Muhannad is a sixteen year old boy living in Dheisheh refugee camp, who attended our leadership camp two weeks ago. He has an infectious smile and boundless energy. Maybe sometimes he’s a little unfocused, or jokes around too much, but his heart is so big and he means so well, that we can never hold it against him. He’s the kind of kid you can reasonably expect to turn out really well – with such a good spirit and positive energy, he’ll get somewhere in a few years.

During the last few days of the camp, he and a few other campers started hanging out with us, joking around and playing cards after the day was over. Pretty soon, they were a fixture, coming on excursions with us and sitting around with us late into the night. One night, as I was making tea, Muhannad came up to me to chat. He asked me what my plans were for the future, and I told him, as best I could in Arabic, about my interests in civil society and development in the Middle East.

I asked him what his dreams were, and he said he wanted to join the police. “You don’t want to go to university?” I asked. He looked down and fiddled with the cup in his hand. “I mean, I have to go to a police academy,” he said. “I would love to go to university and study law. Then I could defend Palestine. My father went to law school, but he couldn’t finish because he was the oldest in his family, and when his family needed income, he had to drop out of college to work. It was his responsibility. But he’s still upset that he couldn’t finish school. It’s hard, though. it’s hard to pay for. And the universities in Palestine aren’t that great. I’d love to travel to Jordan or the UAE to study. But it’s hard to travel when you’re a Palestinian. I know I’m smart, but I don’t really study, because I know I’m not going to be able to do anything with it. What’s the point?”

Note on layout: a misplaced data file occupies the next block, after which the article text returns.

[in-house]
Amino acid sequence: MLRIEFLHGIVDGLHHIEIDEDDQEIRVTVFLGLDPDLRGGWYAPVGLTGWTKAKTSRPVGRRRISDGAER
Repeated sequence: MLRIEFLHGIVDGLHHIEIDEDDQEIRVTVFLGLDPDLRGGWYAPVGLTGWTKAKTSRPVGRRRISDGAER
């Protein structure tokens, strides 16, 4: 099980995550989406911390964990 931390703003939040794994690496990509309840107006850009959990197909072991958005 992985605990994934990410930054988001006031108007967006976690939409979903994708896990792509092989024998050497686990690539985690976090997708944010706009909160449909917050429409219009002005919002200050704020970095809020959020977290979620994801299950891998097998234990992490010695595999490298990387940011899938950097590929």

I asked him, if money wasn’t a problem, if there were no occupation, if there were no obstacles to getting where you wanted, what would you want to do. He smiled. “I don’t know. Big things. I would go to college. I don’t know.” His smile disappeared. “It seems like every plan I make, every dream I have, there’s a wall that stops me. There’s a checkpoint that makes me go a different way.”

In Palestine, there is a wall that separate villages from each other, people from their property, worshippers from a sacred mosque. There are checkpoints that stop Palestinians from getting to the land their grandparents owned, that make it difficult to get to hospitals or universities or the ocean, that stop Israeli citizens from interacting with Palestinians in the few cities they themselves control. But occupations also build walls and create checkpoints inside. So many of these kids we’ve worked with from the refugee camps don’t have dreams. They don’t believe they can make anything of themselves, so they don’t bother to try to overcome the obstacles that are set for them even when they have great potential. And the obstacles they face in the lack of quality education, the cost of college, the difficulty of finding a job are legitimate. But almost more damaging is the psychological effect of all these barriers: the belief that they are not valuable as people, because their whole lives they’ve been treated that way.


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